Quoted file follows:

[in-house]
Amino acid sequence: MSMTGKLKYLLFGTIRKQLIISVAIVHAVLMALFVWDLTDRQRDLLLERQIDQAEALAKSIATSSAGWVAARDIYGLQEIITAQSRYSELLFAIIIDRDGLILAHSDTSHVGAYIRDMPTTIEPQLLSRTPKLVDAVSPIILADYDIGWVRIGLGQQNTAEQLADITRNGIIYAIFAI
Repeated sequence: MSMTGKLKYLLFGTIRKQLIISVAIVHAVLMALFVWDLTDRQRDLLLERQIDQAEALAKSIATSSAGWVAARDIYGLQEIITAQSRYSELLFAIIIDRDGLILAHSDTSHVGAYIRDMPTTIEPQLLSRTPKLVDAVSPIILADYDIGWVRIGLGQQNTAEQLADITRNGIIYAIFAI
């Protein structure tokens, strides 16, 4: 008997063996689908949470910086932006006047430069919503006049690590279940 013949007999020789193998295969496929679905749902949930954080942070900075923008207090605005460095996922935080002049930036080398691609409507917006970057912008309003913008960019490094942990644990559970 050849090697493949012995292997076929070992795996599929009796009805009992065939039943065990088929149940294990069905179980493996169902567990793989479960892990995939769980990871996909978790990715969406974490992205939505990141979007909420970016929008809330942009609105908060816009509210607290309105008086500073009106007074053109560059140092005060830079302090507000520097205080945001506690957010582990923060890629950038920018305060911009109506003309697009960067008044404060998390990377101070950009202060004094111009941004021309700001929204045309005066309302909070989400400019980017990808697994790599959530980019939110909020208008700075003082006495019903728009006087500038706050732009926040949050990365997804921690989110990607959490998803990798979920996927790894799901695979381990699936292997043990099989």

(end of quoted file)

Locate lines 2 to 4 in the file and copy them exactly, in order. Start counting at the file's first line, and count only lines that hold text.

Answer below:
Amino acid sequence: MSMTGKLKYLLFGTIRKQLIISVAIVHAVLMALFVWDLTDRQRDLLLERQIDQAEALAKSIATSSAGWVAARDIYGLQEIITAQSRYSELLFAIIIDRDGLILAHSDTSHVGAYIRDMPTTIEPQLLSRTPKLVDAVSPIILADYDIGWVRIGLGQQNTAEQLADITRNGIIYAIFAI
Repeated sequence: MSMTGKLKYLLFGTIRKQLIISVAIVHAVLMALFVWDLTDRQRDLLLERQIDQAEALAKSIATSSAGWVAARDIYGLQEIITAQSRYSELLFAIIIDRDGLILAHSDTSHVGAYIRDMPTTIEPQLLSRTPKLVDAVSPIILADYDIGWVRIGLGQQNTAEQLADITRNGIIYAIFAI
């Protein structure tokens, strides 16, 4: 008997063996689908949470910086932006006047430069919503006049690590279940 013949007999020789193998295969496929679905749902949930954080942070900075923008207090605005460095996922935080002049930036080398691609409507917006970057912008309003913008960019490094942990644990559970 050849090697493949012995292997076929070992795996599929009796009805009992065939039943065990088929149940294990069905179980493996169902567990793989479960892990995939769980990871996909978790990715969406974490992205939505990141979007909420970016929008809330942009609105908060816009509210607290309105008086500073009106007074053109560059140092005060830079302090507000520097205080945001506690957010582990923060890629950038920018305060911009109506003309697009960067008044404060998390990377101070950009202060004094111009941004021309700001929204045309005066309302909070989400400019980017990808697994790599959530980019939110909020208008700075003082006495019903728009006087500038706050732009926040949050990365997804921690989110990607959490998803990798979920996927790894799901695979381990699936292997043990099989």